Modern businesses have data at their core, and this data is changing continuously. Stream processing is what allows you harness this torrent of information in real time, and thousands of companies use Apache Kafka as the core platform for streaming data to transform and reshape their industries. However, the world of stream processing still has a very high barrier to entry. Today’s most popular stream processing technologies require the user to write code in programming languages such as Java or Scala. This hard requirement on coding skills is preventing many companies to unlock the benefits of stream processing to their full effect.
However, imagine that instead of having to write a lot of code in a programming language like Java or Scala for your favorite stream processing technology, all you’d need to get started with stream processing is a simple SQL statement, such as: SELECT * FROM payments-kafka-stream WHERE fraudProbability > 0.8.
Michael Noll offers an overview of KSQL, the open source streaming SQL engine for Apache Kafka, which makes it easy to get started with a wide range of real-time use cases, such as monitoring application behavior and infrastructure, detecting anomalies and fraudulent activities in data feeds, and real-time ETL. With KSQL, there’s no need to write any code in a programming language. KSQL brings together the worlds of streams and databases by allowing you to work with your data in a stream and in a table format. Built on top of Kafka’s Streams API, KSQL supports many powerful operations, including filtering, transformations, aggregations, joins, windowing, sessionization, and much more. It is open source (Apache 2.0 licensed), distributed, scalable, fault tolerant, and real time. You’ll learn how KSQL makes it easy to get started with a wide range of stream processing use cases and how to get up and running as you explore how it all works under the hood.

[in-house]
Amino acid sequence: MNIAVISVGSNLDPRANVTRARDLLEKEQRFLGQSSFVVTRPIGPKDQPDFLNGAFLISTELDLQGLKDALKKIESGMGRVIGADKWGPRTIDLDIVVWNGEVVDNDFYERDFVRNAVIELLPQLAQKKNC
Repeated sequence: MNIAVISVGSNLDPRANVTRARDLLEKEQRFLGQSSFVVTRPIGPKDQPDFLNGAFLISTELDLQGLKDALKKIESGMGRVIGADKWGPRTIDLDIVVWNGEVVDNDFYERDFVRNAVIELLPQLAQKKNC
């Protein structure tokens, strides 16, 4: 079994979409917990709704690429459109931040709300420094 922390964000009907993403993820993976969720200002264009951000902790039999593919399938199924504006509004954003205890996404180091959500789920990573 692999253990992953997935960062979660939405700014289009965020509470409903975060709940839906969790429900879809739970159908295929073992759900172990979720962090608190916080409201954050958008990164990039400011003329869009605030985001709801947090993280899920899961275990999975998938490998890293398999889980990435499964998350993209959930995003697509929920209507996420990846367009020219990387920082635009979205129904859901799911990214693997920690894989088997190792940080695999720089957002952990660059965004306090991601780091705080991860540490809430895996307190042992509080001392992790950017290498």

Michael Noll is the technologist of the office of the CTO at Confluent, the company founded by the creators of Apache Kafka. Previously, Michael was the technical lead of DNS operator Verisign’s big data platform, where he grew the Hadoop, Kafka, and Storm-based infrastructure from zero to petabyte-sized production clusters spanning multiple data centers—one of the largest big data infrastructures in Europe at the time. He’s a well-known tech blogger in the big data community. In his spare time, Michael serves as a technical reviewer for publishers such as Manning and is a frequent speaker at international conferences, including Strata, ApacheCon, and ACM SIGIR. Michael holds a PhD in computer science.
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